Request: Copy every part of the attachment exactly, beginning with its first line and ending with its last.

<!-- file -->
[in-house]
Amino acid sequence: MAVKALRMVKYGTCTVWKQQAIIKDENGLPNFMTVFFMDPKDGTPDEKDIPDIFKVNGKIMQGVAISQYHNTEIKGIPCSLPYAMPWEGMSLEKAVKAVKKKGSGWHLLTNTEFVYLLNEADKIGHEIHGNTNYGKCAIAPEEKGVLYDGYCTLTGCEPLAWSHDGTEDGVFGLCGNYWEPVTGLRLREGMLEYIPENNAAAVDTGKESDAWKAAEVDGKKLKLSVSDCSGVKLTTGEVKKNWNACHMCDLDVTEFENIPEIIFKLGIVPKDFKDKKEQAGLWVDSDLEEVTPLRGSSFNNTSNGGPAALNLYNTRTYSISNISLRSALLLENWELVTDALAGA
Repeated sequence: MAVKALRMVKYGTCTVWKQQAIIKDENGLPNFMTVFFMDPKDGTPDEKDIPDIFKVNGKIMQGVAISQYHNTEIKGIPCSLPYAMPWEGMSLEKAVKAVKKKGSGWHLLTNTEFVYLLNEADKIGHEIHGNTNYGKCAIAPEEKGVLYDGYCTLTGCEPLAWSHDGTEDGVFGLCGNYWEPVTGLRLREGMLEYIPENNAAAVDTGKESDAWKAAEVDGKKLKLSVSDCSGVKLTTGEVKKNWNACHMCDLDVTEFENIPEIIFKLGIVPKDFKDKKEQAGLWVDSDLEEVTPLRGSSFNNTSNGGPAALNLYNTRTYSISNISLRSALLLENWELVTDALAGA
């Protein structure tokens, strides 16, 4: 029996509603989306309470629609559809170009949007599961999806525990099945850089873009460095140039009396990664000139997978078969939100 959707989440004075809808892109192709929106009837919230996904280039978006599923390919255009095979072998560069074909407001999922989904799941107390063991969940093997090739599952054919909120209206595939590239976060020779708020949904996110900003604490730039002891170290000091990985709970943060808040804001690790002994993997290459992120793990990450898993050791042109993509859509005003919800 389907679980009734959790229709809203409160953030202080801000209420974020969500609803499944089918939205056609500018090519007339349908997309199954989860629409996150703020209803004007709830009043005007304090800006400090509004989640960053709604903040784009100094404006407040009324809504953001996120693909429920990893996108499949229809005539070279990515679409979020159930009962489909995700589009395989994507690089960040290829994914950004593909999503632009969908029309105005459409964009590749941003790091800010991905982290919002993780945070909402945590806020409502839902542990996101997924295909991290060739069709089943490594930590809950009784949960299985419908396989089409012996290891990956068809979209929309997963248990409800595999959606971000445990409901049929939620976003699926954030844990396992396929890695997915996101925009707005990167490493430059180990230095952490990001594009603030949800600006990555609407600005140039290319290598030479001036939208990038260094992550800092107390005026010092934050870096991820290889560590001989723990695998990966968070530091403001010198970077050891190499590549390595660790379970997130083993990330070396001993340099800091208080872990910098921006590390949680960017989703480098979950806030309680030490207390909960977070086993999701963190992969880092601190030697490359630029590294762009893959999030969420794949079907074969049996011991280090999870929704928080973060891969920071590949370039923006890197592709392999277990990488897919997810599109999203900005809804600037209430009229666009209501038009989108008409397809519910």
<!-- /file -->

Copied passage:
[in-house]
Amino acid sequence: MAVKALRMVKYGTCTVWKQQAIIKDENGLPNFMTVFFMDPKDGTPDEKDIPDIFKVNGKIMQGVAISQYHNTEIKGIPCSLPYAMPWEGMSLEKAVKAVKKKGSGWHLLTNTEFVYLLNEADKIGHEIHGNTNYGKCAIAPEEKGVLYDGYCTLTGCEPLAWSHDGTEDGVFGLCGNYWEPVTGLRLREGMLEYIPENNAAAVDTGKESDAWKAAEVDGKKLKLSVSDCSGVKLTTGEVKKNWNACHMCDLDVTEFENIPEIIFKLGIVPKDFKDKKEQAGLWVDSDLEEVTPLRGSSFNNTSNGGPAALNLYNTRTYSISNISLRSALLLENWELVTDALAGA
Repeated sequence: MAVKALRMVKYGTCTVWKQQAIIKDENGLPNFMTVFFMDPKDGTPDEKDIPDIFKVNGKIMQGVAISQYHNTEIKGIPCSLPYAMPWEGMSLEKAVKAVKKKGSGWHLLTNTEFVYLLNEADKIGHEIHGNTNYGKCAIAPEEKGVLYDGYCTLTGCEPLAWSHDGTEDGVFGLCGNYWEPVTGLRLREGMLEYIPENNAAAVDTGKESDAWKAAEVDGKKLKLSVSDCSGVKLTTGEVKKNWNACHMCDLDVTEFENIPEIIFKLGIVPKDFKDKKEQAGLWVDSDLEEVTPLRGSSFNNTSNGGPAALNLYNTRTYSISNISLRSALLLENWELVTDALAGA
């Protein structure tokens, strides 16, 4: 029996509603989306309470629609559809170009949007599961999806525990099945850089873009460095140039009396990664000139997978078969939100 959707989440004075809808892109192709929106009837919230996904280039978006599923390919255009095979072998560069074909407001999922989904799941107390063991969940093997090739599952054919909120209206595939590239976060020779708020949904996110900003604490730039002891170290000091990985709970943060808040804001690790002994993997290459992120793990990450898993050791042109993509859509005003919800 389907679980009734959790229709809203409160953030202080801000209420974020969500609803499944089918939205056609500018090519007339349908997309199954989860629409996150703020209803004007709830009043005007304090800006400090509004989640960053709604903040784009100094404006407040009324809504953001996120693909429920990893996108499949229809005539070279990515679409979020159930009962489909995700589009395989994507690089960040290829994914950004593909999503632009969908029309105005459409964009590749941003790091800010991905982290919002993780945070909402945590806020409502839902542990996101997924295909991290060739069709089943490594930590809950009784949960299985419908396989089409012996290891990956068809979209929309997963248990409800595999959606971000445990409901049929939620976003699926954030844990396992396929890695997915996101925009707005990167490493430059180990230095952490990001594009603030949800600006990555609407600005140039290319290598030479001036939208990038260094992550800092107390005026010092934050870096991820290889560590001989723990695998990966968070530091403001010198970077050891190499590549390595660790379970997130083993990330070396001993340099800091208080872990910098921006590390949680960017989703480098979950806030309680030490207390909960977070086993999701963190992969880092601190030697490359630029590294762009893959999030969420794949079907074969049996011991280090999870929704928080973060891969920071590949370039923006890197592709392999277990990488897919997810599109999203900005809804600037209430009229666009209501038009989108008409397809519910």